What do you do when you can’t go home for the holidays?

LGBTQ+ people find fellowship and community through Friendsgiving celebrations

Once a month, Sunday afternoons at Neighborhood Church in Chamblee begin with a mother-daughter duo setting up folding tables in an empty meeting hall. Little by little, more and more people arrive, and soon there is a small crowd arranging chairs and laying out a buffet spread of soul food for a trickling stream of incoming guests.

This week, when volunteers light the chafers, the aromas of turkey and stuffing, cranberry sauce and mac and cheese radiate through the dining hall.

This isn’t your average church potluck. The gathering, known as Lets Eat!, is a production by Southern Fried Queer Pride, an Atlanta-based LGBTQ community organization. Maya Wiseman is the brains behind the gatherings, borne of her desire to create a space for the community to develop deeper connections than they could at clubs or dance parties.

“Food brings everyone together,” Michelle Wiseman, Maya’s mom, said. “This is soul food – it’s good for your soul, and we put our soul in the food… so it’s really special. [Maya] puts a lot of thought into what she’s going to prepare.”

Angelica and Snowflake Vyrostek began attending Wiseman’s Let’s Eat! gatherings in August, and they quickly became a monthly tradition. The couple was drawn in by a desire to connect with the Atlanta LGBTQ community and stuck around when they found fellowship and a space that catered to all generations of the community. Wiseman’s daytime potlucks are free and the parents feel comfortable bringing their daughter and her friends to the event.

“It feels like going to a family meal on a Sunday, except not at all because this is safe people,” Snowflake Vyrostek said.

“Yeah,” Angelica Vyrostek agreed. “I wouldn’t go to actual family events. Your walls are up when it comes to your actual family a lot of the time.”

“Unfortunately, for a lot of us, especially the queer folks, family dinners and gatherings and the holidays can be very difficult to be in those spaces,” said volunteer Angie Wheelis. “Some folks may not be welcomed by their family…they may be estranged from their family, so providing a space for this for people to congregate [where] they feel at home and feel comfortable is so important.”

Friendsgiving potluck for queer Asian group

YanLin Tso, a 45-year-old therapist who recently moved to Atlanta, has been celebrating Friendsgiving for most of his life. He describes his first celebration as “an orphan Thanksgiving” – a gathering for friends who didn’t have parents or were estranged from their families to bond over a shared meal.

“One year, I decided that instead of the holidays being sad because I’m not gonna be with my family, I’m going to develop my own traditions,” Tso said. When he isn’t at a community dinner, he celebrates solo with outdoor activities like hikes and bike rides. Since moving to Atlanta, he has also connected with Asian community groups in the area. This year, he’s celebrating with a local, queer Asian group that’s organizing a potluck on Thanksgiving day.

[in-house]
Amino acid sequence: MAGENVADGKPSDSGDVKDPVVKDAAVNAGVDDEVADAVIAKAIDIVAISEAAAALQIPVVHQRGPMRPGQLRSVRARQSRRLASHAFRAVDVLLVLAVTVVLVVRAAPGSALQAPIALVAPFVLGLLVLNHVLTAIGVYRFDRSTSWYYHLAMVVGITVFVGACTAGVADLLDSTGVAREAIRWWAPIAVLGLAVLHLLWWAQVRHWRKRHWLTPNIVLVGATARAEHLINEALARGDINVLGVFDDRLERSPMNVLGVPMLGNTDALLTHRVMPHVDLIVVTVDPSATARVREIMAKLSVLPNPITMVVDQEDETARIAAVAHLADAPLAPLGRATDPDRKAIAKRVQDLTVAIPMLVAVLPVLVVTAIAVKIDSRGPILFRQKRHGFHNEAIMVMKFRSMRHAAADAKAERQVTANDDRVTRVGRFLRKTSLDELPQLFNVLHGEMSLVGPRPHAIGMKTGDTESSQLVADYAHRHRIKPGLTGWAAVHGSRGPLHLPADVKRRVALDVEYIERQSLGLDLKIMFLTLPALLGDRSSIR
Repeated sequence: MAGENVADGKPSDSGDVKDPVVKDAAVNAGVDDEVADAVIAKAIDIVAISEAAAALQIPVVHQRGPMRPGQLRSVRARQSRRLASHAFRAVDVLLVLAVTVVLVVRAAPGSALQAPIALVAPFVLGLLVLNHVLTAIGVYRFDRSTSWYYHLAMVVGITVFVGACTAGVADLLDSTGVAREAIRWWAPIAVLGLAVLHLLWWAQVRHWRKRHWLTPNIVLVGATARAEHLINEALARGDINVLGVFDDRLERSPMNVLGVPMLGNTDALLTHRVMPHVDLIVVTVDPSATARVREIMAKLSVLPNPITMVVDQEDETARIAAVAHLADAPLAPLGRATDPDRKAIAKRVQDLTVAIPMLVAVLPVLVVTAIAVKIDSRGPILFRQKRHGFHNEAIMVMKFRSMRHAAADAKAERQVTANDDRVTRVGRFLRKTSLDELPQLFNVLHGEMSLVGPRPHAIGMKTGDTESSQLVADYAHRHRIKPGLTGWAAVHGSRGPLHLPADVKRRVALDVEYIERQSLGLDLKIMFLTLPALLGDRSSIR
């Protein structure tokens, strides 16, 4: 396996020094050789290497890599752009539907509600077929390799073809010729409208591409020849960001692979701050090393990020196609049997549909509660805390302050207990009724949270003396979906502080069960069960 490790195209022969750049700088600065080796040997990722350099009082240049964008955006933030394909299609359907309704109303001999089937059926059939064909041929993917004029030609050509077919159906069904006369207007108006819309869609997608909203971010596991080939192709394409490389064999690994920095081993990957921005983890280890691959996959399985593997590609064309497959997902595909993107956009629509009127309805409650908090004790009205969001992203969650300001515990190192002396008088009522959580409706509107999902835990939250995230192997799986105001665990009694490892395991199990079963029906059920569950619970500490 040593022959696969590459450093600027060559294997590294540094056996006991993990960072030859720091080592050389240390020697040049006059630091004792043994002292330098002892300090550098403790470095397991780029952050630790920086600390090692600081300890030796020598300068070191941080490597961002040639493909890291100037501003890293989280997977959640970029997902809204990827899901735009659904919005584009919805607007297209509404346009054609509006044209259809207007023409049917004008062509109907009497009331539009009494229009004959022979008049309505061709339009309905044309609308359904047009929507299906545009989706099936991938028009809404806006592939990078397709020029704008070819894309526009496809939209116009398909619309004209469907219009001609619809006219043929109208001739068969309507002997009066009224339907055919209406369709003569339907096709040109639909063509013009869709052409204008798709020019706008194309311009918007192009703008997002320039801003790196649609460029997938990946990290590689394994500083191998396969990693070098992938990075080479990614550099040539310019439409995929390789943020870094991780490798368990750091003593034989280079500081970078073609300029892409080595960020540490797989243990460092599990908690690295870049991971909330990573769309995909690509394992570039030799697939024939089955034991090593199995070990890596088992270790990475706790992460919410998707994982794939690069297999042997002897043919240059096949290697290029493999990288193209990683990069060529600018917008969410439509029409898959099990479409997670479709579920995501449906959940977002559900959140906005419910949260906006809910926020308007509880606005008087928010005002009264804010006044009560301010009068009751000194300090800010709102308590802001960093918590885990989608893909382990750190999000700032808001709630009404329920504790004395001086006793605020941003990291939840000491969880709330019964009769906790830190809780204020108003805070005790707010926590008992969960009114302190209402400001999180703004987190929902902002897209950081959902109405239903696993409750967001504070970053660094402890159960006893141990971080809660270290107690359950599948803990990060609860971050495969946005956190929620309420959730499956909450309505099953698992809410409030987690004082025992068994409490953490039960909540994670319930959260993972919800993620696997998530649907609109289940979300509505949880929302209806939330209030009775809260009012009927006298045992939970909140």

Tso likes to bake pies for holiday meals, favoring flavors like apple, cherry, cranberry or raspberry. When he hosts holiday gatherings, guests share food and play board games like Settlers of Catan or dominoes.

“I’m not a big fan of Thanksgiving as a whole because of colonialism and all,” Tso said. “But culturally, eating and meals are really important, so I like to share this with people, especially around the holidays.”

“A community to celebrate with”

Liliana Bakhtiari, an Atlanta city council member, celebrated their first Friendsgiving as a college freshman at Georgia State University. They don’t remember the dishes from that first college dorm potluck, though. “What I remember is finally having friends for the first time,” Bakhtiari said. “It was the first time I was actually happy and got to really enjoy the holiday.”

Thanksgiving was historically a dark time for the council member’s family, with strained gatherings that often ended in fights. “It’s been hard for my family, so it’s nice to actually have a community to celebrate with,” Bakhtiari said.

Bakhtiari’s found family gatherings are almost always potlucks – unless one of Bakhtiari’s partners wants to cook everything. Sometimes everyone brings a dish from their own culture, or sometimes it’s picked up from Kroger on the way over. This year, Bakhtiari’s social circle aims to start a new tradition of making their Friendsgiving meal out of Thanksgiving leftovers.

“It’s been always been less about the food and more about redefining or taking back the holiday and spending time with people that we actually want to spend time with,” Bakhtiari said.

Celebration with vegetarian food and trinkets

For Atlanta couple Sidney Hayes and Chelsea Hoag, Friendsgivings are an opportunity for a spectacle.

Credit: Miguel Martinez

Credit: Miguel Martinez

The pair hosted their first Friendsgiving gathering as a couple in 2021. That evening, Hayes made what Hoag considers some of the best mac and cheese ever and the couple’s friends feasted on vegetarian food and holiday cocktails. The celebration made Hoag “feel really close to Sidney… like a family.”

Both Hayes and Hoag have event-planning backgrounds and try to make their found-family gatherings unique. This year, each guest will bring a trinket that is important to them. The items will be put on display like they’re at a gallery and each guest will talk about what their item means to them. “I feel like this is something that could really be a great way to connect,” Hayes said.

Before they moved to Atlanta, Hoag always craved being part of a family that got along and wasn’t judgmental.

“[When] you come through the door and you’re genuinely excited to see everyone…” Hoag said. “To me, Friendsgiving is the opportunity to do that.”